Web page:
Unknown Sample: ‘Two days ago you thought Captain Sisko was the Emissary’ ‘Well he made it clear he wants to step aside’ ‘Does that mean he never was the Emissary?’ ‘No’ ‘But they can’t both be…’ ‘I don’t know what do you want from me Odo?’ ‘Forgive me Major I don’t wish to be difficult but your faith seems to have led to something of a contradiction…’ This is gorgeous dialogue and Odo is just the sort of hard hitting character to say it how it is, exposing the hypocrisy of religion that can rewrite something that was considered sacrosanct last week.
The O’Briens: The adorable subplot features Keiko coming home after a year away and O’Brien and Bashir’s year of bachelorhood coming to an end. The first scene sees them clearing up the wreck of his quarters which Bashir considers a monument to his year as a bachelor but O’Brien knows if he doesn’t tidy up Keiko will dismantle him! Keiko has some news…she’s pregnant again! O’Brien almost looks disappointed because he thought that once they started trying for a baby he would get lots of extra nookie! Bashir can be found nursing a drink in Quark’s all on his own literally jumps on O’Brien when he walks past on his way home. Miles knows once he holds his little baby in his arms he will be the happiest man in the world but he was hoping that now Molly is a little older he would be able to go out at night with Keiko. She discovers his Battle of Britain jacket to her horror and Miles tries playing darts with Molly but its not the same as his time with Bashir.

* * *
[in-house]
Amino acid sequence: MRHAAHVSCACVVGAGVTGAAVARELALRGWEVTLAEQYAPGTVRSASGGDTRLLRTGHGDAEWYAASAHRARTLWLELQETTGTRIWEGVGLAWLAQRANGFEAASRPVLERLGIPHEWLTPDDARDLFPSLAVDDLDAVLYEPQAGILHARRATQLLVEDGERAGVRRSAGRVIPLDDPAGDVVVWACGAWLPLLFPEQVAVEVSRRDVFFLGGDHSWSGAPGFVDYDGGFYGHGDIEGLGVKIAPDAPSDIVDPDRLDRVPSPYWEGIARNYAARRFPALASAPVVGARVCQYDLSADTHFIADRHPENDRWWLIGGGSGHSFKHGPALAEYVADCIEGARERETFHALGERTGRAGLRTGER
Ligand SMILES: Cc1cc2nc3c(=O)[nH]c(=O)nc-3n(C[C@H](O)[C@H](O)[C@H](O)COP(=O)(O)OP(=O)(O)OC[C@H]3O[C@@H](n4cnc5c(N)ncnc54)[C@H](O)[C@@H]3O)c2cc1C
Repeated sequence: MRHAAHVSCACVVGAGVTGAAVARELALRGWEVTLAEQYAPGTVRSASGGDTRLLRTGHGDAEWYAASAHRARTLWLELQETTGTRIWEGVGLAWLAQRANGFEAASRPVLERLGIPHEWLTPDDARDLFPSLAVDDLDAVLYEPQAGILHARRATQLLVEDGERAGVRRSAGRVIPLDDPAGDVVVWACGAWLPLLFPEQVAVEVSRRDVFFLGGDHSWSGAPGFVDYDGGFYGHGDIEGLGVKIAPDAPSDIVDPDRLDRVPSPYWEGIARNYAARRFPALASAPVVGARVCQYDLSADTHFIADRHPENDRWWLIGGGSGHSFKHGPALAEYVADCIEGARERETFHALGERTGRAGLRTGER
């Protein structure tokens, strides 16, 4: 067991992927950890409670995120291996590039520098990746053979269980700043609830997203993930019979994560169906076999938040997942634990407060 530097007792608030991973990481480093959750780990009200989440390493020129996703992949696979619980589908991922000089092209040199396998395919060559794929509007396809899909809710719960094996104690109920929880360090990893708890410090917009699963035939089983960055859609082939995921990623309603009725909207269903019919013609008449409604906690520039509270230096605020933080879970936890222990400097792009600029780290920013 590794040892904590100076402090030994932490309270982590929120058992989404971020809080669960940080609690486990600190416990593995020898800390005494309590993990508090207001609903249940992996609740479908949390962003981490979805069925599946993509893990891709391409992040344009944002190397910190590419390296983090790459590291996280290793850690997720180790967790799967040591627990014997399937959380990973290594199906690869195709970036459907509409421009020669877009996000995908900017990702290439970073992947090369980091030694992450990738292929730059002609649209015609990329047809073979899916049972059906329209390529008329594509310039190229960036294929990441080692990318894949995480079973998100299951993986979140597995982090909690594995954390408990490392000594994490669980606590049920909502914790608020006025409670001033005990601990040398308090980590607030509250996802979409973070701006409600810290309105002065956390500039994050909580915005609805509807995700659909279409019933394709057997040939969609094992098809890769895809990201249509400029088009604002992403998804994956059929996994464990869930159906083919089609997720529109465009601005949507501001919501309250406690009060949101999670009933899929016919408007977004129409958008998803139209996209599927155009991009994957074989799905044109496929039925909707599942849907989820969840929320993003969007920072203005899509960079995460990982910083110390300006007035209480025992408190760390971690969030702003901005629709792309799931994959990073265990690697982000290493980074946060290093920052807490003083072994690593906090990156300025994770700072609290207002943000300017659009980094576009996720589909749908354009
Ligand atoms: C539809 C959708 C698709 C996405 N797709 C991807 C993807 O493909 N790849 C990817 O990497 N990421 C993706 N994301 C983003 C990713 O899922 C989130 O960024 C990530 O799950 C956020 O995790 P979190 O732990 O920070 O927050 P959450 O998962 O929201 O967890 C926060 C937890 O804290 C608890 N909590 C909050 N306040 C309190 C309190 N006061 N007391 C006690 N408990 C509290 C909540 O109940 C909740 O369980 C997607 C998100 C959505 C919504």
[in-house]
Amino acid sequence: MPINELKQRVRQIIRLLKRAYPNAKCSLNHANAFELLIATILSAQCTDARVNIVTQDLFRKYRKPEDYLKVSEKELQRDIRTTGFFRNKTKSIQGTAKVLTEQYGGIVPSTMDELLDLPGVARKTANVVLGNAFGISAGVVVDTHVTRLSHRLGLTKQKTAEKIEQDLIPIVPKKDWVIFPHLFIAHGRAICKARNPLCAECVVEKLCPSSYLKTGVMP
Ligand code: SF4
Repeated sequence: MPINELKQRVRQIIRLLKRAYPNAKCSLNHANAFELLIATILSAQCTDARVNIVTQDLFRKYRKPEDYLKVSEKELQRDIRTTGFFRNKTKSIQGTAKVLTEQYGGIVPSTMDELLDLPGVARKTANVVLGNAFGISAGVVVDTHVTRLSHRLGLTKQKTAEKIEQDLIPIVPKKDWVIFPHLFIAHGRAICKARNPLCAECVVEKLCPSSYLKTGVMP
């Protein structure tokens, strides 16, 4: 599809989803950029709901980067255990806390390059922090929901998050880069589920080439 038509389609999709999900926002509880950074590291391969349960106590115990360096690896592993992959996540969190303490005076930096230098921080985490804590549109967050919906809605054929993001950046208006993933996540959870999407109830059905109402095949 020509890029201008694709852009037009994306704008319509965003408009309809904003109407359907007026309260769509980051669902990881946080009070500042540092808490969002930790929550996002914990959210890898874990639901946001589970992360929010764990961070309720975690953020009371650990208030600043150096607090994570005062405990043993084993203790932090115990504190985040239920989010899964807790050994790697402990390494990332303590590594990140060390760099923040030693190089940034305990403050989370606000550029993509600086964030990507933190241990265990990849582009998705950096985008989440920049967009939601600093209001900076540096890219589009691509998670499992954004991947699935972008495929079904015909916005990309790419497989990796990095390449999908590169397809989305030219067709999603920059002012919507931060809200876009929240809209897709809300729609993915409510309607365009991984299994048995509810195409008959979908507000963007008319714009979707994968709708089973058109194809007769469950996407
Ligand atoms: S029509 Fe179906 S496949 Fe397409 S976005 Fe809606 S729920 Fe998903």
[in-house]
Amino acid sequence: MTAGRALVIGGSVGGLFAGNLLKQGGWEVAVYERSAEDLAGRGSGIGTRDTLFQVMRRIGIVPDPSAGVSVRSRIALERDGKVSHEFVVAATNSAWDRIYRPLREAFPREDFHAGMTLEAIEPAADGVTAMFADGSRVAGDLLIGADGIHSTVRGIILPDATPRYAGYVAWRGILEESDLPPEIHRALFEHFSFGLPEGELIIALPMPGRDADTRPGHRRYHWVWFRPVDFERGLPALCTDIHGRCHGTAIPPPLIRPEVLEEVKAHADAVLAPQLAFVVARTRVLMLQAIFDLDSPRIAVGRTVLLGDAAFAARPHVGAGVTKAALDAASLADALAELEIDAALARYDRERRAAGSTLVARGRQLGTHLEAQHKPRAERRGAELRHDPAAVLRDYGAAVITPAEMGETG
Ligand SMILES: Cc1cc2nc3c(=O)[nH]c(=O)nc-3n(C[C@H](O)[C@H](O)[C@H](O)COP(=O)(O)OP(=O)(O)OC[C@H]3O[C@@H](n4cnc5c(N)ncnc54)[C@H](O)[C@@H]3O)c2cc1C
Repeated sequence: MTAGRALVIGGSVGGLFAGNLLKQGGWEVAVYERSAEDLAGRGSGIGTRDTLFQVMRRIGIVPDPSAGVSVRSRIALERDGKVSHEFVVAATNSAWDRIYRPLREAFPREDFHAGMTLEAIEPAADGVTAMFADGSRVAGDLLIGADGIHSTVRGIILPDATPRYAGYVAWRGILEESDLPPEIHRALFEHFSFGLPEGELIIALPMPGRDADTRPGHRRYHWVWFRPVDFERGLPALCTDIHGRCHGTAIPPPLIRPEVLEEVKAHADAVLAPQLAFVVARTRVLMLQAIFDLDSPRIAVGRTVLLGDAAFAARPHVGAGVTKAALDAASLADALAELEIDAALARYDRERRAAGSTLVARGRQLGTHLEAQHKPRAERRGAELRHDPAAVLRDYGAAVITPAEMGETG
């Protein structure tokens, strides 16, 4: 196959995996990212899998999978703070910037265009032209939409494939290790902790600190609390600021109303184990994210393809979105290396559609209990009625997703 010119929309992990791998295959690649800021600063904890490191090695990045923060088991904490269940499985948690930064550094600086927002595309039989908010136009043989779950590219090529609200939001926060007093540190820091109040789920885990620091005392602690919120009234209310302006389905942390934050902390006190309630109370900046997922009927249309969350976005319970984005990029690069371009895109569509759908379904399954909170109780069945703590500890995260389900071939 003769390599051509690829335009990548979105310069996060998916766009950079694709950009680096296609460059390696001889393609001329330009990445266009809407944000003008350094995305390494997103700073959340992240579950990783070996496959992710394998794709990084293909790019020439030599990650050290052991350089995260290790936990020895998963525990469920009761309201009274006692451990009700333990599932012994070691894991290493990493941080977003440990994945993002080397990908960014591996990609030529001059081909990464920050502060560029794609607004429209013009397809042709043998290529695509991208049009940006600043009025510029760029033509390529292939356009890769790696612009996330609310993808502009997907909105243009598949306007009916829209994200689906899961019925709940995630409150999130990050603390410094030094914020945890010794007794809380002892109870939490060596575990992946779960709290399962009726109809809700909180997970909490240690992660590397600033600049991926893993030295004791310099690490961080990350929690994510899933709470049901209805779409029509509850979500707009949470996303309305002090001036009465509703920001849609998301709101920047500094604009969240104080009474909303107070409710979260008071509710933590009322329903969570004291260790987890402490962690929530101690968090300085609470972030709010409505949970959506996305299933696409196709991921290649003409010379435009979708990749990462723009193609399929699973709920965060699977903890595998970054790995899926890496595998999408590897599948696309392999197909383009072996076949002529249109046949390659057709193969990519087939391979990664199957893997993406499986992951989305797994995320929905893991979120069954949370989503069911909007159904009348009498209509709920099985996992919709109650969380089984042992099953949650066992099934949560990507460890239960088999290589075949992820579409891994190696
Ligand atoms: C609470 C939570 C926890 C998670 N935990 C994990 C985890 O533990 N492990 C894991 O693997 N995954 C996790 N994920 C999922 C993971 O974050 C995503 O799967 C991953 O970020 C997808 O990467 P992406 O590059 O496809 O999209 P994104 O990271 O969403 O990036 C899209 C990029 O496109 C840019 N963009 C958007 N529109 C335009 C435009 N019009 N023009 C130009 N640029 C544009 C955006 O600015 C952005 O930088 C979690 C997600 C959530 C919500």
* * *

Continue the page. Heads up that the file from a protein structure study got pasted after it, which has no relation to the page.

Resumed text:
What’s Morn up to: He’s dreadful at darts but has two ladies on his arms as compensation! O’Brien suggests that Bashir should take Morn to their weekly Battle of Britain re-enactment on the holosuite! Could you imagine him in the cockpit of a Spitfire?
Sparkling Dialogue: ‘No more ceremonies to attend. No more blessings to give. No more prophecies to fulfil. I’m just a Starfleet officer again. All I have to worry about are the Klingons, the Dominion and the Marquis. I feel like I’m on vacation!’
‘Quark did you hear? Chief O’Brien is having a baby!’ ‘I thought your females carried your young?’
‘Did you hear…Keiko’s going to have another baby!’ ‘Now?’ – Worf is horrified to learn that he may be called upon to deliver another child!
‘Its an original Kira Neyrs. It could be very valuable some day’ ‘I hear she didn’t make many.’